Discount Black Widow
Taping this was weirder than writing it…
I think Marvel was kicking themselves after they saw the trailer to Jennifer Lawrence’s latest spy thriller, considering just how damn similar the premise is to their very own character played by Scarlett Johansson. Though after they inevitably see the movie, it looks like they won’t have that high of a bar to surpass when their Black Widow solo film gets released; at least Marvel keeps their spy affairs simple and fun to watch after all. Red Sparrow, courtesy of Francis Lawrence (the director of all The Hunger Games sequels), is neither simple nor fun. But for fans of the original espionage novel by ex-CIA agent, Jason Matthews, this might be exactly what they wanted to hear. But I will caution my readers who would rather not read about sexual assault, because this film deals with the subject extensively. So with that warning, let’s dive into Jennifer Lawrence’s latest star vehicle.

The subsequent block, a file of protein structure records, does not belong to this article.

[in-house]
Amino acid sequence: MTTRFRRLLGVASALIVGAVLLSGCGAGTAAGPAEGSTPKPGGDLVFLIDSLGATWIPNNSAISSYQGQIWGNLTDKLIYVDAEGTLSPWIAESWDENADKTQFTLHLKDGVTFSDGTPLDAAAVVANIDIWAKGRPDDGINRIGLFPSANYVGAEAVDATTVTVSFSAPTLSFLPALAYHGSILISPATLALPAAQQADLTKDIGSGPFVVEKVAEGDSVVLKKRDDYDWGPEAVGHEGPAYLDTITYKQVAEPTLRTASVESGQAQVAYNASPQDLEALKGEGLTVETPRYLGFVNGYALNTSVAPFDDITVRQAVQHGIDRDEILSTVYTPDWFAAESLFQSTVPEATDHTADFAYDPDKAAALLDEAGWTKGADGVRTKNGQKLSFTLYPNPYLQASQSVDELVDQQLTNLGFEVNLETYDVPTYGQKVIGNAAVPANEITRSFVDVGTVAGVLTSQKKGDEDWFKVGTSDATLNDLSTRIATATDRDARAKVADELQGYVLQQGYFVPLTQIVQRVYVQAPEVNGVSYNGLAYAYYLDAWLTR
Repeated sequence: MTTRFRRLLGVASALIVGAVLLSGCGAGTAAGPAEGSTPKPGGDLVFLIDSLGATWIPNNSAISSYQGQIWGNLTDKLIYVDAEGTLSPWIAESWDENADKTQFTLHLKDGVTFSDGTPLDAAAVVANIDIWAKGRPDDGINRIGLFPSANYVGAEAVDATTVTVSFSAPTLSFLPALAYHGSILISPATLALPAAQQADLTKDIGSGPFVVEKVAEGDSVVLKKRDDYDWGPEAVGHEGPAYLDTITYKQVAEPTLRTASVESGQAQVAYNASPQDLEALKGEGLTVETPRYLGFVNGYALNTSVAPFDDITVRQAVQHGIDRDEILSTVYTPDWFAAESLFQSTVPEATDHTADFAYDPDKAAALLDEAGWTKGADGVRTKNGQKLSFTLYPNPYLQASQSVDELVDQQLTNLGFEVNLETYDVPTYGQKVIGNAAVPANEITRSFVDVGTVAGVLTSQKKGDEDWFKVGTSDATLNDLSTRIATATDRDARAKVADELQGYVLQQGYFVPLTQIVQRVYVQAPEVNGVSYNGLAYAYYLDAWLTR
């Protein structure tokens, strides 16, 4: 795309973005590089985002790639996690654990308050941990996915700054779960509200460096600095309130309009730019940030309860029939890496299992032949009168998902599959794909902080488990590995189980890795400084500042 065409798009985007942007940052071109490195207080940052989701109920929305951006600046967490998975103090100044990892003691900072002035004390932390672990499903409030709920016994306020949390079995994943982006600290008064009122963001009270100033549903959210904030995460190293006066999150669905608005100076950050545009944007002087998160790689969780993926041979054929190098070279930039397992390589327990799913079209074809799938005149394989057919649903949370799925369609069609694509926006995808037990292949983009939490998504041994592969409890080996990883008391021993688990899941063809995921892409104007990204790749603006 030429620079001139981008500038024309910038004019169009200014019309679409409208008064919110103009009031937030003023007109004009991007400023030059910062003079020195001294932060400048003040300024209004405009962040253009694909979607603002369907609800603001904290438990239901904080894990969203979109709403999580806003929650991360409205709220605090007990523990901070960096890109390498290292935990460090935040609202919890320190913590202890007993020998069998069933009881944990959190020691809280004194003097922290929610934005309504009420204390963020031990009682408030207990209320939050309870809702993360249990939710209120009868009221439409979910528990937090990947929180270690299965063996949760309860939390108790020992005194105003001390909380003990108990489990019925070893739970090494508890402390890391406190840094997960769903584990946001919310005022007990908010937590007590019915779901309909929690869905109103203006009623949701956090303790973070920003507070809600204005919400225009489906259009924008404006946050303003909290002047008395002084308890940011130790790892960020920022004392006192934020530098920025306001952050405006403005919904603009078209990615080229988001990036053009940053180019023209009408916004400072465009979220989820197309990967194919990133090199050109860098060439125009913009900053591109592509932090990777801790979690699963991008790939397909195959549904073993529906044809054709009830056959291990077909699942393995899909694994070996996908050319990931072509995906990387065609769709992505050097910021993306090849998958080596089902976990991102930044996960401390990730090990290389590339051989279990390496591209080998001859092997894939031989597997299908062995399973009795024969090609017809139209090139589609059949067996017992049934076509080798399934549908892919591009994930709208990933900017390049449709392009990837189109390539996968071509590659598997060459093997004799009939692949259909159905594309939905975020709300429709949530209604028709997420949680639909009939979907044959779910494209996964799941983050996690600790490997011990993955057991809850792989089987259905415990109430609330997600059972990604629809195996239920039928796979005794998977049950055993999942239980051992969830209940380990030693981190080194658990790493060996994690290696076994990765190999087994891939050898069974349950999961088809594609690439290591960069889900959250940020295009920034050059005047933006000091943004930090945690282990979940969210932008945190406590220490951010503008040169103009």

We find our protagonist is Dominika Egorova, a ballerina living in Moscow with her ill mother and a fluctuating Russian accent courtesy of Jennifer Lawrence. After a career ending injury, Dominika gets recruited by her Uncle, and Vladimir Putin-lookalike, Ivan (Matthias Schoenaerts) into seducing an enemy of Mother Russia. Unfortunately for her, she sees an assassination happen right before her very eyes, and is presented with a choice: work for Russian intelligence as a spy or be executed. Taking Option A in order to protect her dear mother, Dominika is then enrolled into “whore school” (movie’s words, not mine) where she is taught to be a sparrow, a Russian agent skilled in the art of seduction and getting into the pants of whatever target the government points them at. Not long after training begins for Dominika, is she then tasked with seducing American agent Nate Nash (Joel Edgerton) in order to uncover a mole within the Russian government. From there, double crosses and hijinks ensue.